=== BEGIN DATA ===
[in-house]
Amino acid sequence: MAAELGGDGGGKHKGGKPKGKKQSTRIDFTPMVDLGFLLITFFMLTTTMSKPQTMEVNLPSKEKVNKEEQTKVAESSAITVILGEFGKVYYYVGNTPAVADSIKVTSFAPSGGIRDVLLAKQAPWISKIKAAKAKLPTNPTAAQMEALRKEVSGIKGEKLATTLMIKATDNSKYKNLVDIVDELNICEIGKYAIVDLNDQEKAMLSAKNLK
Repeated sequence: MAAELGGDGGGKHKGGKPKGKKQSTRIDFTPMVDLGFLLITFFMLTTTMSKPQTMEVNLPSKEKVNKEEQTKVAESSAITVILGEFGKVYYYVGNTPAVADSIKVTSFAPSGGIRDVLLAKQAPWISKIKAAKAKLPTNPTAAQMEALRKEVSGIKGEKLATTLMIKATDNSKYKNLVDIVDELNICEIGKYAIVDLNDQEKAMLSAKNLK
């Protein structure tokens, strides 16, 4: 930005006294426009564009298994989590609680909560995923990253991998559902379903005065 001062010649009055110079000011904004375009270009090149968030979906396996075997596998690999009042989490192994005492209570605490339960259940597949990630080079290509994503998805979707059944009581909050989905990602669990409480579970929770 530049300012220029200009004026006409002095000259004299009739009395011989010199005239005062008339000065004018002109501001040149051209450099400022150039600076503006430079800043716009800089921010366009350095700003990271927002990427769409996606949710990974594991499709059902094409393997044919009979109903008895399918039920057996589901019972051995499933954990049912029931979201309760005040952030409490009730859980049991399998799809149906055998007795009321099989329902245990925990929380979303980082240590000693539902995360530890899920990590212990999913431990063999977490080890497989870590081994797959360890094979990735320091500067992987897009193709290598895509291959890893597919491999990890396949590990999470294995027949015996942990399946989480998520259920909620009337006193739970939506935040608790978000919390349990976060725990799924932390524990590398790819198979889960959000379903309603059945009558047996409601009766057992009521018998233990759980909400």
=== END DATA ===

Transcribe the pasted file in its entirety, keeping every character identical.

[in-house]
Amino acid sequence: MAAELGGDGGGKHKGGKPKGKKQSTRIDFTPMVDLGFLLITFFMLTTTMSKPQTMEVNLPSKEKVNKEEQTKVAESSAITVILGEFGKVYYYVGNTPAVADSIKVTSFAPSGGIRDVLLAKQAPWISKIKAAKAKLPTNPTAAQMEALRKEVSGIKGEKLATTLMIKATDNSKYKNLVDIVDELNICEIGKYAIVDLNDQEKAMLSAKNLK
Repeated sequence: MAAELGGDGGGKHKGGKPKGKKQSTRIDFTPMVDLGFLLITFFMLTTTMSKPQTMEVNLPSKEKVNKEEQTKVAESSAITVILGEFGKVYYYVGNTPAVADSIKVTSFAPSGGIRDVLLAKQAPWISKIKAAKAKLPTNPTAAQMEALRKEVSGIKGEKLATTLMIKATDNSKYKNLVDIVDELNICEIGKYAIVDLNDQEKAMLSAKNLK
């Protein structure tokens, strides 16, 4: 930005006294426009564009298994989590609680909560995923990253991998559902379903005065 001062010649009055110079000011904004375009270009090149968030979906396996075997596998690999009042989490192994005492209570605490339960259940597949990630080079290509994503998805979707059944009581909050989905990602669990409480579970929770 530049300012220029200009004026006409002095000259004299009739009395011989010199005239005062008339000065004018002109501001040149051209450099400022150039600076503006430079800043716009800089921010366009350095700003990271927002990427769409996606949710990974594991499709059902094409393997044919009979109903008895399918039920057996589901019972051995499933954990049912029931979201309760005040952030409490009730859980049991399998799809149906055998007795009321099989329902245990925990929380979303980082240590000693539902995360530890899920990590212990999913431990063999977490080890497989870590081994797959360890094979990735320091500067992987897009193709290598895509291959890893597919491999990890396949590990999470294995027949015996942990399946989480998520259920909620009337006193739970939506935040608790978000919390349990976060725990799924932390524990590398790819198979889960959000379903309603059945009558047996409601009766057992009521018998233990759980909400």